Portland Sunday Telegram And Sunday Press Herald, October 24, 1949

Portland Sunday Telegram And Sunday Press Herald

October 24, 1949

View full page Start A Free Trial!

Issue date: Monday, October 24, 1949

Pages available: 27

Previous edition: Sunday, October 23, 1949

Next edition: Tuesday, October 25, 1949

NewspaperARCHIVE.com - Used by the World's Finest Libraries and Institutions
About Portland Sunday Telegram And Sunday Press HeraldAbout NewspaperArchive.com

Publication name: Portland Sunday Telegram And Sunday Press Herald

Location: Portland, Maine

Pages available: 4,745

Years available: 1947 - 1950

Learn more about this publication
  • 2.18+ billion articles and growing everyday!
  • More than 400 years of papers. From 1607 to today!
  • Articles covering 50 U.S.States + 22 other countries
  • Powerful, time saving search features!
Start your membership to the world's largest newspaper archive now!
Start your genealogy search now!
See with your own eyes the newspapers your great-great grandparents held.

View sample pages : Portland Sunday Telegram And Sunday Press Herald, October 24, 1949

All text in the Portland Sunday Telegram And Sunday Press Herald October 24, 1949, Page 1.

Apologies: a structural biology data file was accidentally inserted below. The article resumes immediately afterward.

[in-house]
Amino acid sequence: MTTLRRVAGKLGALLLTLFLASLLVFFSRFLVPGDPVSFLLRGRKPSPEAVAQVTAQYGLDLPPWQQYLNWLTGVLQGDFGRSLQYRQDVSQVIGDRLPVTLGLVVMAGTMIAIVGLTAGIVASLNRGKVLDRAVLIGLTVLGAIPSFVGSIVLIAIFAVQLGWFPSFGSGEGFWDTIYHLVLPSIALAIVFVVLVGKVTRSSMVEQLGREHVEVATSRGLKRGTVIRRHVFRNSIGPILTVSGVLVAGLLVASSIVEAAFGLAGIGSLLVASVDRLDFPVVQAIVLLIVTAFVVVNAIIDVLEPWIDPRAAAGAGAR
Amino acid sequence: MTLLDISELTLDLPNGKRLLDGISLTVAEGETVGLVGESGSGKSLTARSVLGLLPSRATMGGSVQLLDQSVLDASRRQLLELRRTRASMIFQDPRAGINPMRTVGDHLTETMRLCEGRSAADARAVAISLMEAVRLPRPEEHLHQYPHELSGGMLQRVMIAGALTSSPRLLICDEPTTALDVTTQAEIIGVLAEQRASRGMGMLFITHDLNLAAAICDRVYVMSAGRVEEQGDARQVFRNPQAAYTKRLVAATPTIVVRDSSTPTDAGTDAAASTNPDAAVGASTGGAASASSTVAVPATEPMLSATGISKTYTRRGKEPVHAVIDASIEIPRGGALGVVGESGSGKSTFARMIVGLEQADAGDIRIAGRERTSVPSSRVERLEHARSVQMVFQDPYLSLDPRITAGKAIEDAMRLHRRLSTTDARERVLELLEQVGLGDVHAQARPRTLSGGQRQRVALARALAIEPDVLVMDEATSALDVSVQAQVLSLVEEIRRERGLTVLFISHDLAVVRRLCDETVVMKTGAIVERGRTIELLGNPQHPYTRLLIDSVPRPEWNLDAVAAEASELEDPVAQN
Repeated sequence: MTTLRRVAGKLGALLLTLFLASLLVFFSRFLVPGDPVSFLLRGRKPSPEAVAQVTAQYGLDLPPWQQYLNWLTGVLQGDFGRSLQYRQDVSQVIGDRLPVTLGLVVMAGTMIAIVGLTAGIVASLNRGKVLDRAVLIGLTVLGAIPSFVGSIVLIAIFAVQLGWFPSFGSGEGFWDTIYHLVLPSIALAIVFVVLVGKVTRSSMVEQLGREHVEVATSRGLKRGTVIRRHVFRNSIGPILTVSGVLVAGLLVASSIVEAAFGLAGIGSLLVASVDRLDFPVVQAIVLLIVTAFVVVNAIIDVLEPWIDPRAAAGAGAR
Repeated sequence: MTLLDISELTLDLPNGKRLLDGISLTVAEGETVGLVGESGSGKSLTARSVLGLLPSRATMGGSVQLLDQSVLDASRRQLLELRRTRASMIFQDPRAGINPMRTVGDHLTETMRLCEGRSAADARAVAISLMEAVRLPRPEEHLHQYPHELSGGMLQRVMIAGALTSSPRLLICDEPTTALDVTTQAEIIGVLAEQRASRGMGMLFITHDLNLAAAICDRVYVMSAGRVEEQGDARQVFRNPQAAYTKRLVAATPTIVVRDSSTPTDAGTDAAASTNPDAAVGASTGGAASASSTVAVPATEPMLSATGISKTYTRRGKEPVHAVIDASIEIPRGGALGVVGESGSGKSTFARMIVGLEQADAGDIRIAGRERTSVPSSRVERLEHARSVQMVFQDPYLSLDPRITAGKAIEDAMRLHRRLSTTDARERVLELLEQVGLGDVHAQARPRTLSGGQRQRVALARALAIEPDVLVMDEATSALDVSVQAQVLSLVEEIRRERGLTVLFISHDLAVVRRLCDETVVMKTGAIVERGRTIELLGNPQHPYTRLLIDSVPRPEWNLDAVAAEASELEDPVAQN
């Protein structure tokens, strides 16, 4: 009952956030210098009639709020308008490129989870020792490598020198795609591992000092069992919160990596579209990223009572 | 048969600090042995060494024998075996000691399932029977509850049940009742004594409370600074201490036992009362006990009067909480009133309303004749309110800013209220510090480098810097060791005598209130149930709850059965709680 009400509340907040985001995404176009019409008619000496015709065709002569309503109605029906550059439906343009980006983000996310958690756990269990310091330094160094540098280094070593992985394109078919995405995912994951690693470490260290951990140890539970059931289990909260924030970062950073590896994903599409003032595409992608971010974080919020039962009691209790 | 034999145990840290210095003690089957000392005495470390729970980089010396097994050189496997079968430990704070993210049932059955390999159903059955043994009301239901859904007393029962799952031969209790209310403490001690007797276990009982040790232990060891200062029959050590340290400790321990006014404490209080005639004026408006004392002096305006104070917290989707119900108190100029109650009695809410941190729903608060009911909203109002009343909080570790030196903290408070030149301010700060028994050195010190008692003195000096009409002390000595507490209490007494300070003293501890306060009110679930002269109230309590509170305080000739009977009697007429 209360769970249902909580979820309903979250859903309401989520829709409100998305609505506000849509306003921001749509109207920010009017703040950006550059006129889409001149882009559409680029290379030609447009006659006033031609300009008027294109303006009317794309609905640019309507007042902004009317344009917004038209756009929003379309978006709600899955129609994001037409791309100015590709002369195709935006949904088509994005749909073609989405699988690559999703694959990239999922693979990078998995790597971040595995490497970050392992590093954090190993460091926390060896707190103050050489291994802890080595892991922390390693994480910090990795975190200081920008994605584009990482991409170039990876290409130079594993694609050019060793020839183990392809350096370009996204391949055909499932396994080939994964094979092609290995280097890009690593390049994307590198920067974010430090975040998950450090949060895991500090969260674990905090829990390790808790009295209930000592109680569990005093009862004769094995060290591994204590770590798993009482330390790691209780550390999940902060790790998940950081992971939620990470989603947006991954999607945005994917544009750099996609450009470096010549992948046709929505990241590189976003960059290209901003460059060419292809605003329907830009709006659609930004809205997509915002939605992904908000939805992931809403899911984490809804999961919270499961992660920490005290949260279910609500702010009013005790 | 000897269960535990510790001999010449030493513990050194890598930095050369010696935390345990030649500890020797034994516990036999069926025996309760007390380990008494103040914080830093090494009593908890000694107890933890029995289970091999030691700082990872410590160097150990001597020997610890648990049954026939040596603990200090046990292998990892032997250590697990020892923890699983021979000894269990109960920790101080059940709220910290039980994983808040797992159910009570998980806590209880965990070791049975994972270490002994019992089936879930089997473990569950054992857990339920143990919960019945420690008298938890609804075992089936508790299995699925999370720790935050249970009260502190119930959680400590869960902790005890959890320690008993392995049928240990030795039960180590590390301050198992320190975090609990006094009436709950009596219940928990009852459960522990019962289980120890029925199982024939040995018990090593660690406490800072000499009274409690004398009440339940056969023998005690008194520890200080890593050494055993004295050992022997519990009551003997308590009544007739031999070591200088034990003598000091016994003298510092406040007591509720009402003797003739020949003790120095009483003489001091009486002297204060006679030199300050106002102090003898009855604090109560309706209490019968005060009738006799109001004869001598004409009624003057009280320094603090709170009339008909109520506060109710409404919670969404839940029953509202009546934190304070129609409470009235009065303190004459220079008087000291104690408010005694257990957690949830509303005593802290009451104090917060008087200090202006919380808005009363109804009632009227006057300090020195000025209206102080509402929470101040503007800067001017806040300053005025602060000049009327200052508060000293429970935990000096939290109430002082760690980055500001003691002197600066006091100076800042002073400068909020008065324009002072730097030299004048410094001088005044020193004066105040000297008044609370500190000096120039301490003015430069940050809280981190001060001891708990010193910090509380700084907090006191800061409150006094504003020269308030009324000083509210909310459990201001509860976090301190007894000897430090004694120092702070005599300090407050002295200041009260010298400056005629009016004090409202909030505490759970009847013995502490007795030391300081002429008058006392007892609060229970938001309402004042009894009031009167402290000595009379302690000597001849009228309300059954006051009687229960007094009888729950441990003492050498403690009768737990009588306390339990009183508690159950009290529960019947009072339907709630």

Portland Sunday Telegram And Sunday Press Herald (Newspaper) - October 24, 1949, Portland, Maine CBS in MAINE WGAN Portland SM on Dlml WGUY Bangor I4M on Tnar DUI GIVE ENOUGH TO THE COMMUNITY CHEST VOL 88 ESTABLISHED JUNE 23. 1862 PORTLAND, MAINE, MONDAY MORNING, OCTOBER 24, 1949 Entered As Second Class Mall Hatter PRICE FIVE CENTS Highlights In The News 2 Brothers Crash Head-On. Killed Mo-Pac Strike Finally Settled New Million Maine Track Started Columbia. R C. Oct. ZJ I Hnuhed their head-on Into other early today and were killed. The hlchwar patrol Identified them Array Cpl Henry Walker, jr.. 15. and Carl Walker. Z4. Henry drlvlnc on I S Highway Zl near Blythrwood. 12 north of here. Carl wan drlTtnir north The roHtalon demolished both and Injured two men riding with Carl LouJa. Oet. Z3 'UP) -Offi- cials Of both sides announced to- night that the 44-day-old MIs- Pacific Railroad strike had vxied A Joint-statement by Ouy A. Thompson trustece and R K Davidson spokesman for the four utrtklng brotherhoods, aald "The utrlke Is settled effective tomorrow morning at 10 a m It teas understood that griev- ances which precipitated Hie strike would be submitted for xet- tlement under act the railway labor TniJuer Stolen Chartartoa. W. Va. Ort. 23. police report- that Mmeone a polle. emuwr early to- day from a parking place In front of the pollra station. And. Patrolman Tommy Wll- added. Ihe thief even re- sponded to hto friendly wave. WUson. off doty at the time, he wared annamuif. In the that fellow officers were In the rar The mtaalnc rrulwr later wan found abandoned hi a rharlei- Ua mbarb. with a ipeedometer rwMltfK todlratlnc It had been trtoni IM mltaa by th. thtaf. Oet. The Patten's "skid row population of "dowD'and-outers' on the In- a United Press survey of 43 cltiM showed today Hardship and lulferlof this Winter may be "tragic." authorl- tiea the worst since the blackest of the depres- sion An estimated 85 000 "forgotten men art living In blighted dis- In Los Angeles. New York Boston New Orleans and Chicago Continued on Page Z. 4th CoL The Weatherman Says. Maine Fair and cool through- out today tonight and Tuesday Highest In the mid n In the Bouth. near SO In the North Low in low JO R In South low 30 s In North tonight Winds moderate westerly becoming nentle north- westerly tonight EaJtport to Block Inland Small craft warnings to be displayed to- day for 20 30 mph westerly winds fttr weather and good visibility Max Mln In town Year SO 34 Highest and lowest temperatures Ofl record for Oct 24 76 In 1900 and 26 In 1947 Minimum at other Maine stations Rumford 36 Cas- tlne 50 Eastporl 47 Augusta 44 Old Town 38 Mllllnocket and Houlton 40 Caribou 38 Oreenvllle 39, and Scarborough Site Chosen For Runners Plan To Revamp Kite Track Dropped By Blalne Davis (Sports Editor) Ground has been broken for if of the Country's finest mile running tracks, a plant to be located on 500 acres In Scarborough be- tween Route 1 and the super highway. It was revealed Sun- day by Fred H. Snow. Pine Point canner and president of the track corporation. Officials of the Verrier Con- struction Co.. which has the contract, estimate the track will be completed by June 1, 1950 It will be the first new run- ning track construction fol- lowing legalization of racing by the last Legislature. The Scarborough plant Bnow said, will be built because conver- sion of the Old Orchard Beach Kite Track for both running and harness races was not feasible Among owners of the new track are operators of the Kite Track Spacious Layout Planned The Scarborough project will In- clude a mile track 80 feet wide on the straightaways and 90 feet on the curves, a steel and concrete grandstand to seat S 000 and clubhouse with capacity for 1.000 more quarters for the jockeys. graded Infield and paved parking arro-s for (1000 cars A paddock wtll be located In the rear of the grandstand More than three miles of fence will Inclose the area Owners believe It will be the only track In the Country with a private airport and probably the Continued on Page II; Sth Col. U.S., British Split Over China Issue London Expected To Recognize Reds Washington. Oct. 22 fficer, as a half-dozen Investi- ators ended an all day probe County Attorney James B. Per- cms jr said that no evidence has been uncovered that any other person had been concerned witt Cingsley's death and expressed belief he had been Injured In a all Hemorrhage Caused Death An autopsy today revealed thai death was due to hemorrhage o the brain, according to Dr Philip O Gregorv. Lincoln County medi- cal examiner When found. Kingsley s bloody glasses and false teeth were lying on the floor beside him and hi. shirt front was blood stained. The autopsy also indicated that he hac suffered two broken ribs and blackened and cut right eje Working with Perkins on the probe were Philip Wheeler, specia .nvestigator for Attorney Genera Ralph Fams, Sheriff Herbert L Jinkham Deputy Clifford Leeman ocal Police Chief Waldron Reed and three members of the state police, Lt. Arthur Freeman, Sgt John T Crosby and Troope: Francis W Powers Continued on Page 2; 1st Col. Former Councilor Fabieh Blanchette Critically Injured Friend Hurt In Struggle To Take Gun From Mrs. Pauline Chouinard Woman Later Taken 111 And Dies V (Special Dispatch) Biddeford, Oct. Biddeford woman choked to death n a cell in Biddeford police station early this morning less than two hours after police said she shot former City Coon- cllor Fablen Blanchette, 41, of 52 Grove Street, in an apart, ment scuffle in which another man also was wounded. Police said the shots were fired by Mrs. Pauline L, Chouinard, 30, of 299 West Street. Blanchette was in critical con- dition in Webber Hospital tonight with a bullet in his liver and an- other In the right shoulder Narclsse Trudcau, 65. who lived with Blanchette In a second-floor apartment, and was wounded in the Tight leg in the fracas, was treated at the hospital and dis- charged. He told police he was shot when struggling with Mrs. Chouinard for the gun Mrs. Chouinard had been booked on a charge of intoxication which was later changed to assault with intent to kill. County Medical Examiner Wil- liam T. Roussln said she died from asphyxiation. Police report- ed she had become nauseated in her cell. Police Capt. Edgar Sevlgny re- constructed the shooting this way after questioning witnesses Employed As Domestic Mrs. Chouinard, employed by Blanchette as a domestic, left his apartment at 1 30 a. m today. She returned an hour later and was refused admission Police said she apparently had been drinking heavily in between As she tried to climb the rear stairs to Blanchette's second-floor apartment she fell. Then she went to the front of the building Sevigny said she broke Into Blanchette's apartment In the meantime. Blanchette had gone downstairs to his sister, Mrs Lilly Oirard. Blanchette went upstairs and as he opened the kitchen door he met Mrs. Chouinard armed with a .38 caliber revolver She fired one shot, and Blan- chette fell to the floor groaning, Sevigny said The shot awoke Trudeau He wrestled with Mrs Chouinard for the gun A second shot was fired in the struggle It ripped through Trudeau's Fishermen Back New Rescue Plan Hail Proposal For Destination Log By Sanders R. Johnson (Staff Writer) Local fishing Industry leaders pledged support Sunday to a plan which would enable trie coast Kuard to reach disabled fisher- men more quickly. They hailed the trip plan pro- posal as an outstanding safety measure for fishermen Their reaction came quickly to a coast guard suggestion that fishermen keep the local base in- formed of their trip plans before leaving port The base would have Immed- iately at hand the departure and arrival times of the boats names of the fishermen aboaid and where thev planned to fish right thigh and lodged In Blan- chette's shoulder as he lay on the kitchen floor. v Sevigny said the gun used in the shooting belonged to Blanchette, a former Biddeford reserve police- man. It was usually kept unload- ed in his apartment, with the bul- lets nearby Mrs. Glrard Calls Police Police were called by Mrs Girard. They took Mrs Chouinard to the police station and booked her. They said she was unable to speak coherently At 4 28 a. m. police put an In- Continued on Page 2; 6th Col. Fablen Blanchette Grant Raps Reed Stand On Tidelands Says U. S. Can't Do Less Than State (Swell! Dtnafeb) Bremen, Oct S Grant, Democratic gubernatorial aspir- ant, today took issue with Sea and Shore Fisheries Commissioner Richard E Reed's contentions thaft the Federal Government may step In and take over control of the fishing industry following a U S Supreme Court ruling in California tldelands case Said Grant in a prepared state- ment "Commissioner Reed of the and Shore Fisheries Department is entirely too hasty In what the Federal Government may do with the Maine fishing Industry as the result of the Su- preme Court's ruling In connec- tion with the oil found on Califor- nia tidelands. "1 believe It is much wiser to wait, and get the measured judg- ment of those who will decide issue The Federal Government cannot possibly do less for fishing industry than the Continued on Page 2; 8th CoL Operators of promised their the larger boats complete support of the plan, but some fishermen expressed doubt that all who op- erate In smaller craft would co- operate The biggest hitch to complete cooperation appeared to be in the reluctance of some fishermen to disclose to anyone the areas where tliev have found good fish- Ing Small boat fishermen re- turn to port daily. The larger boats stay out on the grounds from three to eight days All trip plan Information would Continued on Page 2; 4th CoL U. S. Corporate Profits Drop For 3rd Consecutive Quarter Dip In Tax Collections Indicated May Hike Nation's Deficit 4 Billion Washington, Oct. 13. (AP) Corporate profits dropped in the April-May-June period for the third consecutive quarter, the Commerce Department reported tonight The impact was recorded Im- mediately in National income fig- ures, of which corporate profits make up about one-seventh of the total The decline Indicated a coming drop In corporate Income tax col- lections that would help widen the mark by which Government In- come falls short of expenditures Department calculations put the total of second quarter profits, be- fore taxes, at off 12 per cent from the preceding quar- ter and down about 25 per cent from the second quarter of boom- time 1948. The department reported that the National Income slipped to an annual rate of 700.000 000 for the second quarter, from an annual rate of 000 000 In the previous quarter and in second quarter 1948. Front Margins Fat] "Falling profit margins" played a big part in the downturn of to- Continued on Pace 2; 6th CoL EVERYTHING FOR THE SCHOOL BAND BRAND NEW rNSTRUMENTS Per Month On Our Rental-Trial Plan EASTERN MUSICAL SUPPLY CO Llbby Bldg. 4th Floor 10 Congren Square 1EWSP4PERS ;